News Articles

Students worldwide prepare for ‘See You at the Pole’

ALPHARETTA, Ga. (BP)–Hundreds of thousands — possibly millions — of teenagers worldwide will gather at school flagpoles once again Sept. 17 for “See You At The Pole.” The annual student-led prayer effort has served both to mobilize student prayer efforts and bolster the organization of Christian clubs on campus.
See You at the Pole began in 1990 as an emphasis of the Texas Baptist Convention. More than 45,000 participated the first year, and in 1991 the effort gained the support of a broad range of evangelical organizations in the United States and other countries. It is held annually on the third Wednesday of September.
Dean Finley, a student evangelism associate for the North American Mission Board who helps coordinate the event among Southern Baptists, said pollster George Barna estimated more than 1 million participants several years ago in the U.S. Another estimate put the total at 2.5 million in 1995, with indications of continued growth last year.
Finley is asking leaders this year to file reports on a Internet-based form as soon as possible after the event through a web site sponsored by his office (www.syatp.org). Updates will be posted on the site every two hours on Sept. 17, including both numbers and anecdotal information. The idea, Finley said, is for information to be immediately available for Wednesday night prayer meeting reports and other purposes. Last year more than 100,000 participants were reported on the NAMB site in the first year of Internet-based reporting.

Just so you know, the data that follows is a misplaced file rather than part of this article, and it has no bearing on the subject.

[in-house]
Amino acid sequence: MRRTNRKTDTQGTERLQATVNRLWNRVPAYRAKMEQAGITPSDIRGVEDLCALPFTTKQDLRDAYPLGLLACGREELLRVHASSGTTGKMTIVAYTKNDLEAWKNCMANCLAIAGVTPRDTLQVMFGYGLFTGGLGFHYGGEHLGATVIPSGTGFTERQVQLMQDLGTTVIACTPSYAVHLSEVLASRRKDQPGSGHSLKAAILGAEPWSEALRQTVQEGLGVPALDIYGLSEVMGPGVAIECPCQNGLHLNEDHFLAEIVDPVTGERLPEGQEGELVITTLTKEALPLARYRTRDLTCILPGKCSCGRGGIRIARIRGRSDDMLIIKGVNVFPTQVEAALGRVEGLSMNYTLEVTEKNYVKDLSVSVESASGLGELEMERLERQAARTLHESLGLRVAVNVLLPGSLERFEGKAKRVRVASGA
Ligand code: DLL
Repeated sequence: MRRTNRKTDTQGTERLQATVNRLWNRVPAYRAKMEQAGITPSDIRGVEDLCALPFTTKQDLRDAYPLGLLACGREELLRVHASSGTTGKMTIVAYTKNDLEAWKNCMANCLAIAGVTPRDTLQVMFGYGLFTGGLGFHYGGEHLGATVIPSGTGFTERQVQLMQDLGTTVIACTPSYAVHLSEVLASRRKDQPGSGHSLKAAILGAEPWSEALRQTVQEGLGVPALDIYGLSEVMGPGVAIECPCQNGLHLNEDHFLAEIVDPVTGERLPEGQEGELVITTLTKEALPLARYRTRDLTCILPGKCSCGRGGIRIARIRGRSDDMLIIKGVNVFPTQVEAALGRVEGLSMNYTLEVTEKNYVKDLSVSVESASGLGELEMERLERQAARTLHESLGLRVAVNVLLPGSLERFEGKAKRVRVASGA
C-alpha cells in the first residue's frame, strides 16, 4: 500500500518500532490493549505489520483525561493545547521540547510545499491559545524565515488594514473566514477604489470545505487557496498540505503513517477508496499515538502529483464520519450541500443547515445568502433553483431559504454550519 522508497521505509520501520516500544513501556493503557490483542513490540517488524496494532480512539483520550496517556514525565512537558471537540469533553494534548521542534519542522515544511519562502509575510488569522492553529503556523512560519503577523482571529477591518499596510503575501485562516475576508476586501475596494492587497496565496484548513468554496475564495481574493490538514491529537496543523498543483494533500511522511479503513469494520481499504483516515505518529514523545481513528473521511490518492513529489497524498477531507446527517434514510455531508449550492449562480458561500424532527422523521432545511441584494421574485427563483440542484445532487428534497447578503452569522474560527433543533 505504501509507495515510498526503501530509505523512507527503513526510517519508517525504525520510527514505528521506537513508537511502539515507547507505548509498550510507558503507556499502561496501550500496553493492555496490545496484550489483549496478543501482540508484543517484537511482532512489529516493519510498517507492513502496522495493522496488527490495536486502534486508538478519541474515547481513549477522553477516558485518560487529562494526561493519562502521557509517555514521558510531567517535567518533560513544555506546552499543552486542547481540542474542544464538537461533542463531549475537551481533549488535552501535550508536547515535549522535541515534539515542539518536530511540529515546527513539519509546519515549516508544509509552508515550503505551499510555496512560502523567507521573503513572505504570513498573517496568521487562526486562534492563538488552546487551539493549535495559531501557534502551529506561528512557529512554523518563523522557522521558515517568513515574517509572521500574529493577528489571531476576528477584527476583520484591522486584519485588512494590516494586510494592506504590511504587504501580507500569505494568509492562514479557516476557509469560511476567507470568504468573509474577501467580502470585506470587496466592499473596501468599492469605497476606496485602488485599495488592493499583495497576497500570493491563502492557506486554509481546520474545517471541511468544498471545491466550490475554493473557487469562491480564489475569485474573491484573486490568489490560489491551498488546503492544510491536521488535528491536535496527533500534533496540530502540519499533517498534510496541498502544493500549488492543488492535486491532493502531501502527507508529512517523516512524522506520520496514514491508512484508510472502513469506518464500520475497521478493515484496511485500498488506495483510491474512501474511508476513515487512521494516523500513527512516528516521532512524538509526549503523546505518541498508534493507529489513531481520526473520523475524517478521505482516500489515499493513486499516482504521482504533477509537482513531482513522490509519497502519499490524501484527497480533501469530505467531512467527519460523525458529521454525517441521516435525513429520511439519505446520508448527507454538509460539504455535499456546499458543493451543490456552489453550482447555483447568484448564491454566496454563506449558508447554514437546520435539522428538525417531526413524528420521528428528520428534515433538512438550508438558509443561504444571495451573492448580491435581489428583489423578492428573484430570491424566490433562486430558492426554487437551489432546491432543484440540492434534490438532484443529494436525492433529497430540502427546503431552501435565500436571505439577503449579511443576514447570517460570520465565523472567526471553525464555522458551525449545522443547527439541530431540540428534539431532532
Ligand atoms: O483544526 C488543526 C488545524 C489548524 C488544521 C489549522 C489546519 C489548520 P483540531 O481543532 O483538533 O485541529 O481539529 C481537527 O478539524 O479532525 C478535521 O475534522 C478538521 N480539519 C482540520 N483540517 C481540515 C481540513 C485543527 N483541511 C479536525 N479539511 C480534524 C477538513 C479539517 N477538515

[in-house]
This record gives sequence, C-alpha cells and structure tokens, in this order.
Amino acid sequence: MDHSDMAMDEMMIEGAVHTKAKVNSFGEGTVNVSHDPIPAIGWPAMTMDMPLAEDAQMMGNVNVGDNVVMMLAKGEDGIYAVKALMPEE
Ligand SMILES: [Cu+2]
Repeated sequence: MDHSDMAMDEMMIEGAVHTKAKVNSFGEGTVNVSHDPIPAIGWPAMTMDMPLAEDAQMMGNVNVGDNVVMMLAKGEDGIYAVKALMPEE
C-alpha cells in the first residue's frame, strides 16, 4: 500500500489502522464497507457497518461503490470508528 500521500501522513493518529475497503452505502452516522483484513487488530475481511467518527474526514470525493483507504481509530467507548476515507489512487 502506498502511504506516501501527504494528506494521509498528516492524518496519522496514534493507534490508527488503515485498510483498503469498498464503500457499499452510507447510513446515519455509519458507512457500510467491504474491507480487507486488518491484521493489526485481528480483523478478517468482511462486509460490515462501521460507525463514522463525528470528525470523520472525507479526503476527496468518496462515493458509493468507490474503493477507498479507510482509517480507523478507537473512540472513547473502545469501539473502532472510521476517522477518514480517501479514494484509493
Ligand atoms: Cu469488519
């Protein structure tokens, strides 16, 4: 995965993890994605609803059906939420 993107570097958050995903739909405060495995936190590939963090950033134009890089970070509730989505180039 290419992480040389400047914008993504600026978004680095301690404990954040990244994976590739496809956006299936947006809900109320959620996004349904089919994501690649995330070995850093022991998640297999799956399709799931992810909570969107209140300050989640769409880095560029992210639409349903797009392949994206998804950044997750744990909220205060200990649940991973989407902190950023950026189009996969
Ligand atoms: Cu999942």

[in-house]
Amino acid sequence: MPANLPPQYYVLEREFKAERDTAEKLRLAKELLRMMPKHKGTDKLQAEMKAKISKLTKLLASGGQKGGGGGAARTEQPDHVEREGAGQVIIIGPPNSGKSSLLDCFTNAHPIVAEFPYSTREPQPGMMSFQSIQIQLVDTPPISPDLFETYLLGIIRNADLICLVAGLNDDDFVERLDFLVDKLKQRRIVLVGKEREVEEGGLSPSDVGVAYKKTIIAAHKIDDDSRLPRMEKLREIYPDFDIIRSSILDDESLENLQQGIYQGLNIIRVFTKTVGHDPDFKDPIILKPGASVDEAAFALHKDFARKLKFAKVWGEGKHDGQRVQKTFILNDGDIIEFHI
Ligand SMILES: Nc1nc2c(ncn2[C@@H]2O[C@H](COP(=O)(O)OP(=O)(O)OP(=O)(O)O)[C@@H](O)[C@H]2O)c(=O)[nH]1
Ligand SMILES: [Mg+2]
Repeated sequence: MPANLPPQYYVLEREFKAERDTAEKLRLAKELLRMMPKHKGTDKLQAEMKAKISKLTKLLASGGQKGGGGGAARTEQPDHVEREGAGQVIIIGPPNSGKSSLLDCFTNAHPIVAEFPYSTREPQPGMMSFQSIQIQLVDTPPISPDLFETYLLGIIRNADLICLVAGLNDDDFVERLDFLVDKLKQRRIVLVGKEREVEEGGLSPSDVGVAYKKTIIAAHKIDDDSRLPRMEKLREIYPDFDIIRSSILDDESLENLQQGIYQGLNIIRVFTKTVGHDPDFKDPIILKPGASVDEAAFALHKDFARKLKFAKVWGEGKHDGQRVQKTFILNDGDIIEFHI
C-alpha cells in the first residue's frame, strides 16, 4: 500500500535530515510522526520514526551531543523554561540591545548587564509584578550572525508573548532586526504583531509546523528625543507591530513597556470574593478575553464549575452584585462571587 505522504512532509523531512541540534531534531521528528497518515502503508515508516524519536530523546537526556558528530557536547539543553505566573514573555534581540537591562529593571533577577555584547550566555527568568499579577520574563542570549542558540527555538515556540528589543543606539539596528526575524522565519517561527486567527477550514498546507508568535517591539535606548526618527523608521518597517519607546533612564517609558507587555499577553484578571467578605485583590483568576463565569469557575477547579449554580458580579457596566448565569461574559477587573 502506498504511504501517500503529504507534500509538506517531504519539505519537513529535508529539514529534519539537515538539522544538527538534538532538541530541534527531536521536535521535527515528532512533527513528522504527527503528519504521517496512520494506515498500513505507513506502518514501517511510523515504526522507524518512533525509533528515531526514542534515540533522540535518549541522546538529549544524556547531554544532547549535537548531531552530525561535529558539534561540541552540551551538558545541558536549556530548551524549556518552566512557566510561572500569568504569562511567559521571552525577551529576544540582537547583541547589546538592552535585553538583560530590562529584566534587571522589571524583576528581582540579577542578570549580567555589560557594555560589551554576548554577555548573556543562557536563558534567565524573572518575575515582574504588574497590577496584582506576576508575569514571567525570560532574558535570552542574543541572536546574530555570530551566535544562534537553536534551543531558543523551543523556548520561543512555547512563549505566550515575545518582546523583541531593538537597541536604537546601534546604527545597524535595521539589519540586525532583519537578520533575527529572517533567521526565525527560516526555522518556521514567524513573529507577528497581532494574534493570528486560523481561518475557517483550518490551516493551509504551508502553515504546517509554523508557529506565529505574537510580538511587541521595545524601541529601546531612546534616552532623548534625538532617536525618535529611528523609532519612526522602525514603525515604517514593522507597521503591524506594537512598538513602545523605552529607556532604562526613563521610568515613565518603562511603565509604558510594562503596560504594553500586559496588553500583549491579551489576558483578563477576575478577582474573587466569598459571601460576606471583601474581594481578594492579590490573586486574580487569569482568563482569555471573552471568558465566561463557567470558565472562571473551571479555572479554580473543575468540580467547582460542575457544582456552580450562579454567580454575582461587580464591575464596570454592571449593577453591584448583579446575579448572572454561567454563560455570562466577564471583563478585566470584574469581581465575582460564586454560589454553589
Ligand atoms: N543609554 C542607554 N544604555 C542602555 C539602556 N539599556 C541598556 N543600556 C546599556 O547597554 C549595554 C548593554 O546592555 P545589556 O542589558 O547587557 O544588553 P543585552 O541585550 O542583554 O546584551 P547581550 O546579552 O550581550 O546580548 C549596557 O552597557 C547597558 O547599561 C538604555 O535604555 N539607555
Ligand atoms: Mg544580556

Finley said the See You at the Pole effort has served not only to mobilize efforts of young people interceding on behalf of their generation, but also to spur the growth of campus Bible clubs. NAMB offers materials and information on helping students organize M-pact clubs, essentially a service club with a Christian flare.
“It has really made an impact,” Finley said. “… We have well over 5,000 Christian clubs that are on a database on the Internet.”
Even without organizational sponsorship, the simple nature of the event has made it easy for Christian students to participate — not even knowing if anybody else will come. In some cases, reports indicate only two people met for prayer. In others, as many as 1,000 students have attended.
“And it’s a place for people to make a contact,” Finley said. “Many times people don’t know who’ll show up, and it’s been interesting over the years to see people say, ‘Gosh, I didn’t know this many (Christian) people were here’.”
The NAMB-sponsored Internet site, at www.syatp.org, also serves as a source of information for organizing and promoting the event. Another national web site devoted to the event with a similar name, www.syatp.com, also provides information and promotional materials.

    About the Author

  • James Dotson